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I ran the Vista upgrade tool on a new PC I just added two weeks ago and nearly half the hardware components or software packages had compatibility problems. You can download it from here and test your own PC. From my desk I view Vista as a can of worms for an average technically inexperienced PC user and that means the average user will wait to buy that new PC until he can buy it preloaded. That could be well after January. The current Microsoft forecast for a January delivery of Vista could also be a clever ruse by Microsoft to promise it just after the holidays to tempt buyers to go ahead and make that PC purchase thinking Vista is just around the corner. Maybe not but I would not be surprised to see that January date slide once the holiday buying season has passed. Think about it. This is the biggest software company on the planet with $40+ billion in cash and tens of thousands of programmers. If Vista is really on track for a January delivery it would appear relatively simple to spend a few of those idle bucks on overtime and extra workers to move that date forward about 60 days in time for the holiday PC cycle. There are supposedly more than 100 million customers planning to either upgrade operating systems or buy a new PC with Vista as soon as it is released. That would really give tech stocks a shot in the fourth quarter arm but instead Microsoft is holding to its January target. Call me a conspiracy theorist but stranger things have happened.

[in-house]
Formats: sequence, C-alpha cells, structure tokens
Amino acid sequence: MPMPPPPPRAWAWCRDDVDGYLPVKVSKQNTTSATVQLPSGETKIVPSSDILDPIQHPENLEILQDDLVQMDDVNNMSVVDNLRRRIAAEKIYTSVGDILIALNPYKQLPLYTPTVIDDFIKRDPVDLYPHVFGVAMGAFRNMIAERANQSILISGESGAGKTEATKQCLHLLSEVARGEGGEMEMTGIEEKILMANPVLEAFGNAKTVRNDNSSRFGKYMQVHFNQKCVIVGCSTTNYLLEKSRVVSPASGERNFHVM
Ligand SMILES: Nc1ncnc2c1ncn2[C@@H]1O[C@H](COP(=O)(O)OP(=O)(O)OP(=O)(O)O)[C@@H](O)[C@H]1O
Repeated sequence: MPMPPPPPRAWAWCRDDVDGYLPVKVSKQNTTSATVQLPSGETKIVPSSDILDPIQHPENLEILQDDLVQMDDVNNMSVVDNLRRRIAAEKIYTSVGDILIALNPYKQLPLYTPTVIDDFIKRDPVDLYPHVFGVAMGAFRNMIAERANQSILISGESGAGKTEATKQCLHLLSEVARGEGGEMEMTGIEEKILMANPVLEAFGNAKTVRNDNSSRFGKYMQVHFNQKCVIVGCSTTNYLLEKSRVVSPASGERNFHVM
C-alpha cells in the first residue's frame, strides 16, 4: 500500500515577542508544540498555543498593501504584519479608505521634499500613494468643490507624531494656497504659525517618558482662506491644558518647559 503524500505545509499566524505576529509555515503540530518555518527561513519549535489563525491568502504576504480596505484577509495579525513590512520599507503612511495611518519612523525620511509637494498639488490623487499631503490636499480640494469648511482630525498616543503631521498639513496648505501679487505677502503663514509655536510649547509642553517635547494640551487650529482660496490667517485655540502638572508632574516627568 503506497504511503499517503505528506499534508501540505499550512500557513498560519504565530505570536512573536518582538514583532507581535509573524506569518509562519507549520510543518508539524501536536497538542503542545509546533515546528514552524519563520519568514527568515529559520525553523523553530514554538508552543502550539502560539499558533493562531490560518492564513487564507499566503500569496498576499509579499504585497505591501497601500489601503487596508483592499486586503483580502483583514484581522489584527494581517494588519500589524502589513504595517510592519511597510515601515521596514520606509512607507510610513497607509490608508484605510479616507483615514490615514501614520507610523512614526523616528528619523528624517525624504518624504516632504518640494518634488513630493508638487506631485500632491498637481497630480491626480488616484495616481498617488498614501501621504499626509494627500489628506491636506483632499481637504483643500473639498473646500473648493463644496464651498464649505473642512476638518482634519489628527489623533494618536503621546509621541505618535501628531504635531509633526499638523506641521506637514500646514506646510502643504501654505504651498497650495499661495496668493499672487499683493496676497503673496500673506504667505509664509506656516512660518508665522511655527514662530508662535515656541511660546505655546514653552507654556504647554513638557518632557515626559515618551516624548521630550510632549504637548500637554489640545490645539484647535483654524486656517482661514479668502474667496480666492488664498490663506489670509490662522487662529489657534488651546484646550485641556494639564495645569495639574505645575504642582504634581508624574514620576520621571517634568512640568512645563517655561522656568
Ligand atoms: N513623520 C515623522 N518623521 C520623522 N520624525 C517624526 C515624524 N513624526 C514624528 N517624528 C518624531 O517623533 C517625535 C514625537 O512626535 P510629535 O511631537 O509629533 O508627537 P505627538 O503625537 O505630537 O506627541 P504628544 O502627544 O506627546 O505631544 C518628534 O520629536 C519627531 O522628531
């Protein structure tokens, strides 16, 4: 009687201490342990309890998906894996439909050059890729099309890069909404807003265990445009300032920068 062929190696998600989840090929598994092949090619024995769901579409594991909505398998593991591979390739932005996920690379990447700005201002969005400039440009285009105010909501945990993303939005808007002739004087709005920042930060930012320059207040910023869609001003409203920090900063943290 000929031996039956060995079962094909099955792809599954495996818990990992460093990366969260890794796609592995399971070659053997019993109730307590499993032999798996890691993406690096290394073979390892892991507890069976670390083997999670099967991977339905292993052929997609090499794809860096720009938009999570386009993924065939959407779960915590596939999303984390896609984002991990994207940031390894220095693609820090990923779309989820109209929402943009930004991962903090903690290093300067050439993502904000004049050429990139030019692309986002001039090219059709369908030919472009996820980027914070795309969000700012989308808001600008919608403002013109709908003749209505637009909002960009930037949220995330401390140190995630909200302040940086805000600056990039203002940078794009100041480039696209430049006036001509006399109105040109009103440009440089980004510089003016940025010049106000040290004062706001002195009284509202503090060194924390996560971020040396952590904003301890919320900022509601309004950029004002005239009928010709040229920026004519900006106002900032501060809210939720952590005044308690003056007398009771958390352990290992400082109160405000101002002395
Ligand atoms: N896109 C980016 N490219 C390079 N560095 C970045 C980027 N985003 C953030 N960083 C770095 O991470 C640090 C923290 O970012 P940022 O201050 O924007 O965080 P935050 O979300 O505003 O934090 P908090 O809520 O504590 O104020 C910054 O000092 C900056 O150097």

Getting back to the topic of the chip weakness, the Friday tech selling was sharp. The SOX had rallied off its support lows at 445 on Wednesday and edged just past resistance at 460 before the news broke. In less than an hour the SOX gave back -2% and the Nasdaq imploded to the tune of -28 points. Intel lost -3%, PMCS -2%, AMAT -2%, RMBS -3.5%, LSCC -7%, VSEA -5% and ASYT -5%. There was already a run on chips due to some earnings problems Thursday night and those companies were even harder hit, Silicon Image lost -17%, Celestica -13%, Intersil -10% and Emulex -8%. The earnings parade has been producing some really big movers as we wade into the smaller companies with lower floats and higher short interest. I pulled a list of the top 30 winners and losers on Friday and there were some big numbers.
Top 30 Winners and Losers
The earnings cycle is quickly coming to a close. After Friday's reports 66% of S&P companies have reported. According to Thomson Financial 73% have beaten estimates, 12% reported inline and 15% have missed estimates. By next Friday's close more than 80% of all companies will have reported. The earnings cycle will be over except for a gaggle of stragglers that will drag out over the next month. That leaves investors with little to focus on for motive power other than economics and we know how fickle those can be.